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Essays on war reparations and sovereign debt: two hundred years of war debts and default, from the Napoleonic Wars to Iraq

Hinrichsen, Simon (2021) Essays on war reparations and sovereign debt: two hundred years of war debts and default, from the Napoleonic Wars to Iraq. PhD thesis, London School of Economics and Political Science.

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Wars are expensive. For more than 200 years, victors have imposed reparations and indemnities on defeated nations to help pay the bill. Reparations have been large and small, repaid and cancelled, but the consequences have almost always been significant. Reparations constitute vast flows of money, affecting all aspects of the political economy, yet are poorly understood. After German interwar reparations were blamed for the subsequent economic collapse and default in the 1930s, large-scale reparations fell out of political favour. But they did not go away. World War II peace settlements included sizable transfers, and Iraq continues to pay reparations from the Gulf War. This thesis is a historiography of these reparations. It visits often forgotten episodes and tells the story of how reparations were mostly repaid - and when they were not. My thesis consists of three main parts. The first paper focuses on the terms of trade and the economic effects from the Napoleonic Wars reparations. In a small open economy model, I show that the French terms of trade improved, and the gains were close to the size of the reparation. The second paper examines how reparations are enforced, using sovereign debt analysis. The paper explains why Germany defaulted on its sovereign debt, while everyone else repaid their sovereign debt raised to pay reparations. It shows how enforcement of debt contracts is key to understand the political economy of paying reparations-related debts. The third paper writes the debt history of Iraq from 1979. It documents how, in less than 25 years, Iraq went from being a net creditor to the most indebted nation in the world. The full story of how Iraq restructured its debt burden, yet still repaid reparations, is told for the first time.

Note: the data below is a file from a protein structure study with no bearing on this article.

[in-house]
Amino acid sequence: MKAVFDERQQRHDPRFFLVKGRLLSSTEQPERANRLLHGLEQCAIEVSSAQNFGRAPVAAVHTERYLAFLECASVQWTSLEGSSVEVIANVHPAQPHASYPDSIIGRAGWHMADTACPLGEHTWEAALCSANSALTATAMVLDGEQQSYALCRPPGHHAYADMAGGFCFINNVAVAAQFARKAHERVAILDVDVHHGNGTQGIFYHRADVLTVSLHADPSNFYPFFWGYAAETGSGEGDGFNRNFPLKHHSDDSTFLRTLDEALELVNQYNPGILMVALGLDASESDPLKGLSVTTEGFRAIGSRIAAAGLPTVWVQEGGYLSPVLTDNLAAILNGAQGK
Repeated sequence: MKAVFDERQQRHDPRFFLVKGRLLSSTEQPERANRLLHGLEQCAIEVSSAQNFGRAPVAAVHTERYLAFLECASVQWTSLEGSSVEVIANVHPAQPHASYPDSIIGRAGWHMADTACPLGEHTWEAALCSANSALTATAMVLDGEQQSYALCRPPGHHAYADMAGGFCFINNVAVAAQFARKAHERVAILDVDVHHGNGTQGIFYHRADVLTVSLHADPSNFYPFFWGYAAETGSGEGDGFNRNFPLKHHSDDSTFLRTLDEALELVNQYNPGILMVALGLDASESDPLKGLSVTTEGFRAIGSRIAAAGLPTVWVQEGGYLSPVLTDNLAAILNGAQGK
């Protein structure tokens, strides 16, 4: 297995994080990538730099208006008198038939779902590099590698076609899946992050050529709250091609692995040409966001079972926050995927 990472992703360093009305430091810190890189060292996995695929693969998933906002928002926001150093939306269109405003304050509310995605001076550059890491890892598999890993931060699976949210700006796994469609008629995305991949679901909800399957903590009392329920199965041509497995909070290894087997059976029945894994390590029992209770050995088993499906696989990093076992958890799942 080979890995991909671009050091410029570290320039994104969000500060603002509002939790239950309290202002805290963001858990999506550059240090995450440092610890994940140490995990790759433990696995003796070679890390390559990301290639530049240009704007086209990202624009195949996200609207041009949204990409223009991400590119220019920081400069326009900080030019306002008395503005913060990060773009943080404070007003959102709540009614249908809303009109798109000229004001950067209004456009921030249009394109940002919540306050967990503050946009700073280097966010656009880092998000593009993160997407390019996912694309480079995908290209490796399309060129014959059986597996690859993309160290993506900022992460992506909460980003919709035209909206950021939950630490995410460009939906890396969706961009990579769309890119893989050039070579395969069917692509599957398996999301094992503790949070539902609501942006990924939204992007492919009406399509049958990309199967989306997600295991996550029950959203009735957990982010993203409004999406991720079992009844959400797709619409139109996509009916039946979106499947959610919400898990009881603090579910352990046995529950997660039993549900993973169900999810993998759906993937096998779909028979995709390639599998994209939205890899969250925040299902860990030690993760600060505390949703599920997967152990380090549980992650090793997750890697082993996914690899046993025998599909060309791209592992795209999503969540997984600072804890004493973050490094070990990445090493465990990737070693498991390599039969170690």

Item Type: Thesis (PhD)
Additional Information: © 2021 Simon Hinrichsen
Library of Congress subject classification: D History General and Old World > D History (General) > D204 Modern History
H Social Sciences > HC Economic History and Conditions
U Military Science > U Military Science (General)
Sets: Departments > Economic History
Supervisor: Ritschl, Albrecht and Postel-Vinay, Natacha

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